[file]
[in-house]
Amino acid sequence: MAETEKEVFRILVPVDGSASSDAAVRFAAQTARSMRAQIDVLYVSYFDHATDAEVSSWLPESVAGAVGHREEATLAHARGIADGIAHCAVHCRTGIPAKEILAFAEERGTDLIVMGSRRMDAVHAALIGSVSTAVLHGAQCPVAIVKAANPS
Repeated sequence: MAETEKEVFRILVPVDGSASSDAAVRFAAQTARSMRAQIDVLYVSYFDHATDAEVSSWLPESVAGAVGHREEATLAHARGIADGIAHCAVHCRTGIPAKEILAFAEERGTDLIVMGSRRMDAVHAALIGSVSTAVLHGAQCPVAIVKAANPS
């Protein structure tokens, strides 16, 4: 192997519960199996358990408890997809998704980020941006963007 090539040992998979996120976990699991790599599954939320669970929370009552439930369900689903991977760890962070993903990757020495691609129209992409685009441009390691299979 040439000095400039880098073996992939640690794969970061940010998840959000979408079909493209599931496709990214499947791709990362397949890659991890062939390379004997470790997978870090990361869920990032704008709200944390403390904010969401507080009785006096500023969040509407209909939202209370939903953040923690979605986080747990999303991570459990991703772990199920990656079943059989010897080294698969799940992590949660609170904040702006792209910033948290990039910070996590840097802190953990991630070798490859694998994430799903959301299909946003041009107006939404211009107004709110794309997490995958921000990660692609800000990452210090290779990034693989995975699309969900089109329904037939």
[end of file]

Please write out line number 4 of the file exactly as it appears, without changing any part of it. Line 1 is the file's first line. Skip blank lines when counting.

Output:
């Protein structure tokens, strides 16, 4: 192997519960199996358990408890997809998704980020941006963007 090539040992998979996120976990699991790599599954939320669970929370009552439930369900689903991977760890962070993903990757020495691609129209992409685009441009390691299979 040439000095400039880098073996992939640690794969970061940010998840959000979408079909493209599931496709990214499947791709990362397949890659991890062939390379004997470790997978870090990361869920990032704008709200944390403390904010969401507080009785006096500023969040509407209909939202209370939903953040923690979605986080747990999303991570459990991703772990199920990656079943059989010897080294698969799940992590949660609170904040702006792209910033948290990039910070996590840097802190953990991630070798490859694998994430799903959301299909946003041009107006939404211009107004709110794309997490995958921000990660692609800000990452210090290779990034693989995975699309969900089109329904037939």